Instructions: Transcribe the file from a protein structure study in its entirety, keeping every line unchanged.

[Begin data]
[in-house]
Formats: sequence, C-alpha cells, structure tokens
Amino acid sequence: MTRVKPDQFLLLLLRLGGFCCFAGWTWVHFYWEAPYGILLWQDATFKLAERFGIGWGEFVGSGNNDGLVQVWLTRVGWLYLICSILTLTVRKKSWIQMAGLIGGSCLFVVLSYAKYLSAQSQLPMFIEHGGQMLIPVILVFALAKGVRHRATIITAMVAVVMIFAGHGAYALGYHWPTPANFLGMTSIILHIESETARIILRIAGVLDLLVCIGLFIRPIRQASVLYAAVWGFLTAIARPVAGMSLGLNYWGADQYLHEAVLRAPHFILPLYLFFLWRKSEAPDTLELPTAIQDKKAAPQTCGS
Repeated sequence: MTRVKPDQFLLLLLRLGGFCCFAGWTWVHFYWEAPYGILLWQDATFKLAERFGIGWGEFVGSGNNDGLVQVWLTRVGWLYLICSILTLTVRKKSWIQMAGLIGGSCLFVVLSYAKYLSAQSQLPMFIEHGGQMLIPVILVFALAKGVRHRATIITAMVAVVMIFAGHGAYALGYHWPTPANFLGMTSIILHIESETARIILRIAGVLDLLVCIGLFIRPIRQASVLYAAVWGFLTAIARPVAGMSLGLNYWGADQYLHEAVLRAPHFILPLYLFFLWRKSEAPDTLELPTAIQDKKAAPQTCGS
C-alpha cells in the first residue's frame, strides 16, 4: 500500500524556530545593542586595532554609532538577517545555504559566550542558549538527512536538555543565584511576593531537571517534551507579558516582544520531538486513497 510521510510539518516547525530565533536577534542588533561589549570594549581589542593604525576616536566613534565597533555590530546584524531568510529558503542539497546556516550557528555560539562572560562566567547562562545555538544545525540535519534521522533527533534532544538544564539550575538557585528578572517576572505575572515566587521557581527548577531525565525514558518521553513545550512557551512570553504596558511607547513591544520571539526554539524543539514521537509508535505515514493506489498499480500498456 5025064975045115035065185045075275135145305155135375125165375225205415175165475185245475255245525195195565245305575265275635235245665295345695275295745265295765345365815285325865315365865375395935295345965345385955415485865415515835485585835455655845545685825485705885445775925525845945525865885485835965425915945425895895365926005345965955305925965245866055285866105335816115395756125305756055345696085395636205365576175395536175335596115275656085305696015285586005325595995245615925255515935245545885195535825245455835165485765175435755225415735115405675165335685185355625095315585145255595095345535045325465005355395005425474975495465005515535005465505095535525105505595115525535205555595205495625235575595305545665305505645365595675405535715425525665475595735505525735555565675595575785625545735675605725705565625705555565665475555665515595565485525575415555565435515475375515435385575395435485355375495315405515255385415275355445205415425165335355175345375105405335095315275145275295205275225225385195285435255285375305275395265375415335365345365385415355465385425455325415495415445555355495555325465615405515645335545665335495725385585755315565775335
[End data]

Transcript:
[in-house]
Formats: sequence, C-alpha cells, structure tokens
Amino acid sequence: MTRVKPDQFLLLLLRLGGFCCFAGWTWVHFYWEAPYGILLWQDATFKLAERFGIGWGEFVGSGNNDGLVQVWLTRVGWLYLICSILTLTVRKKSWIQMAGLIGGSCLFVVLSYAKYLSAQSQLPMFIEHGGQMLIPVILVFALAKGVRHRATIITAMVAVVMIFAGHGAYALGYHWPTPANFLGMTSIILHIESETARIILRIAGVLDLLVCIGLFIRPIRQASVLYAAVWGFLTAIARPVAGMSLGLNYWGADQYLHEAVLRAPHFILPLYLFFLWRKSEAPDTLELPTAIQDKKAAPQTCGS
Repeated sequence: MTRVKPDQFLLLLLRLGGFCCFAGWTWVHFYWEAPYGILLWQDATFKLAERFGIGWGEFVGSGNNDGLVQVWLTRVGWLYLICSILTLTVRKKSWIQMAGLIGGSCLFVVLSYAKYLSAQSQLPMFIEHGGQMLIPVILVFALAKGVRHRATIITAMVAVVMIFAGHGAYALGYHWPTPANFLGMTSIILHIESETARIILRIAGVLDLLVCIGLFIRPIRQASVLYAAVWGFLTAIARPVAGMSLGLNYWGADQYLHEAVLRAPHFILPLYLFFLWRKSEAPDTLELPTAIQDKKAAPQTCGS
C-alpha cells in the first residue's frame, strides 16, 4: 500500500524556530545593542586595532554609532538577517545555504559566550542558549538527512536538555543565584511576593531537571517534551507579558516582544520531538486513497 510521510510539518516547525530565533536577534542588533561589549570594549581589542593604525576616536566613534565597533555590530546584524531568510529558503542539497546556516550557528555560539562572560562566567547562562545555538544545525540535519534521522533527533534532544538544564539550575538557585528578572517576572505575572515566587521557581527548577531525565525514558518521553513545550512557551512570553504596558511607547513591544520571539526554539524543539514521537509508535505515514493506489498499480500498456 5025064975045115035065185045075275135145305155135375125165375225205415175165475185245475255245525195195565245305575265275635235245665295345695275295745265295765345365815285325865315365865375395935295345965345385955415485865415515835485585835455655845545685825485705885445775925525845945525865885485835965425915945425895895365926005345965955305925965245866055285866105335816115395756125305756055345696085395636205365576175395536175335596115275656085305696015285586005325595995245615925255515935245545885195535825245455835165485765175435755225415735115405675165335685185355625095315585145255595095345535045325465005355395005425474975495465005515535005465505095535525105505595115525535205555595205495625235575595305545665305505645365595675405535715425525665475595735505525735555565675595575785625545735675605725705565625705555565665475555665515595565485525575415555565435515475375515435385575395435485355375495315405515255385415275355445205415425165335355175345375105405335095315275145275295205275225225385195285435255285375305275395265375415335365345365385415355465385425455325415495415445555355495555325465615405515645335545665335495725385585755315565775335